Abstract: Geographic Disparities in Hospital Readmissions Among Older Adults in Public Home Care (Society for Social Work and Research 22nd Annual Conference - Achieving Equal Opportunity, Equity, and Justice)

Geographic Disparities in Hospital Readmissions Among Older Adults in Public Home Care

Saturday, January 13, 2018: 5:06 PM
Treasury (ML 4) (Marriott Marquis Washington DC)
* noted as presenting author
Min Hee Kim, MSW, PhD Candidate, University of Michigan-Ann Arbor, Ann Arbor, MI
Background/Purpose: Scholars have recognized the importance of community resources for hospital readmissions. Limited empirical studies, however, examine the extent to which the number and the kind of long term care organizations in neighborhoods are associated with hospital readmissions. Growing evidence is the role of place in shaping disparities in the delivery and quality of health care. Thus, this study aims: first, to document the geographically-differentially distributed long-term care infrastructures for older adults’ community-based care, and second, to examine whether living in neighborhood with high number of long term cares reduce the number of hospital readmissions using Medicaid-funded home care beneficiaries.

Methods: This study utilized Michigan interRAI-HC (2008-2013), an enumerative database of persons in the state who qualify for federal and state funded home and community-based care programs. A comprehensive clinical assessment information was concatenated with census data using clients’ residential ZIP codes. This study focused on the sample of older adults (60+) in Medicaid Waivers and case management programs, who have hospitalized at any time during observations.

The main dependent variable of interest was multiple episodes of hospitalization—the number of times during the last 90 days if clients have inpatient acute hospital with overnight stay. Independent variables at neighborhood level included number of organizations in sectors: assisted living, nursing home, home health care, and social service organizations. A composite measure that sums total number of organizations, and the number of organizations in each sector was tested as separate predictors.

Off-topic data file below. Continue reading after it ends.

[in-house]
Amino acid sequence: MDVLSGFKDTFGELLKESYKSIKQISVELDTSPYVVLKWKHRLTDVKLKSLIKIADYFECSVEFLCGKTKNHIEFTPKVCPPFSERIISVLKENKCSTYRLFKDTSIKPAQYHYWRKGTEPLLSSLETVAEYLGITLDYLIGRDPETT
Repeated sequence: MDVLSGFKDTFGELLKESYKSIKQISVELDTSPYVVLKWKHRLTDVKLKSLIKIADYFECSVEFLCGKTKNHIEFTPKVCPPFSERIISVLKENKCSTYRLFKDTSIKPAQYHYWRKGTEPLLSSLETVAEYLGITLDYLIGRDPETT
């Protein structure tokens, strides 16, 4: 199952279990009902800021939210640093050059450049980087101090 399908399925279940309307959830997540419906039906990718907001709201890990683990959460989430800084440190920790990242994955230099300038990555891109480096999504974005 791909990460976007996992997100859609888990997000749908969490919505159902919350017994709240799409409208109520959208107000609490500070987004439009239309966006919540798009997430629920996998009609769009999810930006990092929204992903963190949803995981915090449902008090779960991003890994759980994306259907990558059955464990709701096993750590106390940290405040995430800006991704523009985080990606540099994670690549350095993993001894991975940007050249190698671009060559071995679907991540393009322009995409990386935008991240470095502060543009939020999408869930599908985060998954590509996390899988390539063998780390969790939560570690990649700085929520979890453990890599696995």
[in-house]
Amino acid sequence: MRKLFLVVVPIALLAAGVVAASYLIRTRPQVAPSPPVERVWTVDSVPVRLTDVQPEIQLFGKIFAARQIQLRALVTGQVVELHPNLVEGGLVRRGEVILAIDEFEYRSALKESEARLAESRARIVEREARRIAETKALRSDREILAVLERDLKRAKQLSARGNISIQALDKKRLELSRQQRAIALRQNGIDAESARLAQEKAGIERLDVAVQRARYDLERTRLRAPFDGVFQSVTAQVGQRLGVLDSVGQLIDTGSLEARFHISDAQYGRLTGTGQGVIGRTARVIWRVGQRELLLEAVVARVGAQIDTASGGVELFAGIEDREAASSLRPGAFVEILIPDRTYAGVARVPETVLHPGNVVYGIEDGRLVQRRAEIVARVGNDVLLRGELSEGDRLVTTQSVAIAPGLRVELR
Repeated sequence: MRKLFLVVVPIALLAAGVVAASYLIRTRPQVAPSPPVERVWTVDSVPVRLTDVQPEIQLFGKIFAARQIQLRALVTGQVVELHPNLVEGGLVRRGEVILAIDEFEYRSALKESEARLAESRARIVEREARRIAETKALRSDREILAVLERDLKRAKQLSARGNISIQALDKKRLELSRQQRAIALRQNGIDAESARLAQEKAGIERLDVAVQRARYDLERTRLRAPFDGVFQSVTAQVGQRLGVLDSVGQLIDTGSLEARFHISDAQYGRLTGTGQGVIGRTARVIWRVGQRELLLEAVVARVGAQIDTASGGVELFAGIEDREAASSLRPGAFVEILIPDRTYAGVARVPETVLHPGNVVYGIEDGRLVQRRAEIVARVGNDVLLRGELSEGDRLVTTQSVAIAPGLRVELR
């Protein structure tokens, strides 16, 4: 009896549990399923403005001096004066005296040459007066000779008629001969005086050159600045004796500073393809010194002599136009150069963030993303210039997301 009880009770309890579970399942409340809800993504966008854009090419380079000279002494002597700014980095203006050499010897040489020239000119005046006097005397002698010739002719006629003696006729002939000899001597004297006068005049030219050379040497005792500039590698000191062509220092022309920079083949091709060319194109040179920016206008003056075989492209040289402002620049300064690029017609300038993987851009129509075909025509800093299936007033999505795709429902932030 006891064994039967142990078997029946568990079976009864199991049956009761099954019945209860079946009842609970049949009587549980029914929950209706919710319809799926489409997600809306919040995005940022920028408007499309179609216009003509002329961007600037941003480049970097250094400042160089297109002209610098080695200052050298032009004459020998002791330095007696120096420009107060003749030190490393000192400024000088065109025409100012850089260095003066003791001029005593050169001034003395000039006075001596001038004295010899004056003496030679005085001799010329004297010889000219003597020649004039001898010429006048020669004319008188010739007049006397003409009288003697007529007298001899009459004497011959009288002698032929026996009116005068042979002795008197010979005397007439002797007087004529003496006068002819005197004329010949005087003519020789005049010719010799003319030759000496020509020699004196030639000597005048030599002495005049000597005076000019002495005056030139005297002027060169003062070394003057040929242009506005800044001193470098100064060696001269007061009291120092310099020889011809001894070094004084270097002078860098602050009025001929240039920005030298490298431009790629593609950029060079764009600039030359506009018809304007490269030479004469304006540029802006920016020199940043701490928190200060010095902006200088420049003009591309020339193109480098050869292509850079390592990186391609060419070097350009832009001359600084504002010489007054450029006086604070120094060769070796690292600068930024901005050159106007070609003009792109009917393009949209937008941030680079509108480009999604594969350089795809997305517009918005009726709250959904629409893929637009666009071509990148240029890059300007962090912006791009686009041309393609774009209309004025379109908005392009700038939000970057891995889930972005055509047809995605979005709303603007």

Multilevel negative binomial model was applied to account for the nature of outcome (i.e. count) data and individuals clustered in the neighborhood. The assessment was based on any two waves of assessment that are equivalent to the 3-months of follow-up and test hospital readmissions in a 3-months span. This study also included a wide range of sociodemographic, social support, and health (e.g. morbidity) variables at both neighborhood- and individual-levels.

Results: The results indicate that older adults living in area with high number of nursing home in residential area reduces the number of hospital readmissions. The possible mechanisms explaining this association are informal and formal coordination efforts (e.g. referrals) across acute care and long term care organizations (Coleman, 2003), and institutional competition among long term care organizations that may directly increase the quality of care in home care (Grabowski & Hirth, 2003), all of which may in turn reduce hospital readmissions.

Conclusions and Implications:

Starting in October 2012, Center for Medicare and Medicaid had begun reducing payments to hospitals with high rates of all-cause readmission for certain conditions under Hospital Readmissions Reduction Program. In a recent health policy context that directly directed toward to reduce hospital admissions, we are likely to overburden the responsibility of readmissions to the hospitals and individuals and their families if we do not consider the role of long term care infrastructure in which older individuals are resided. Examining geographic disparities in hospital readmissions among public home care population is critical to identify effective interventions that involve service coordination and placed-based solutions.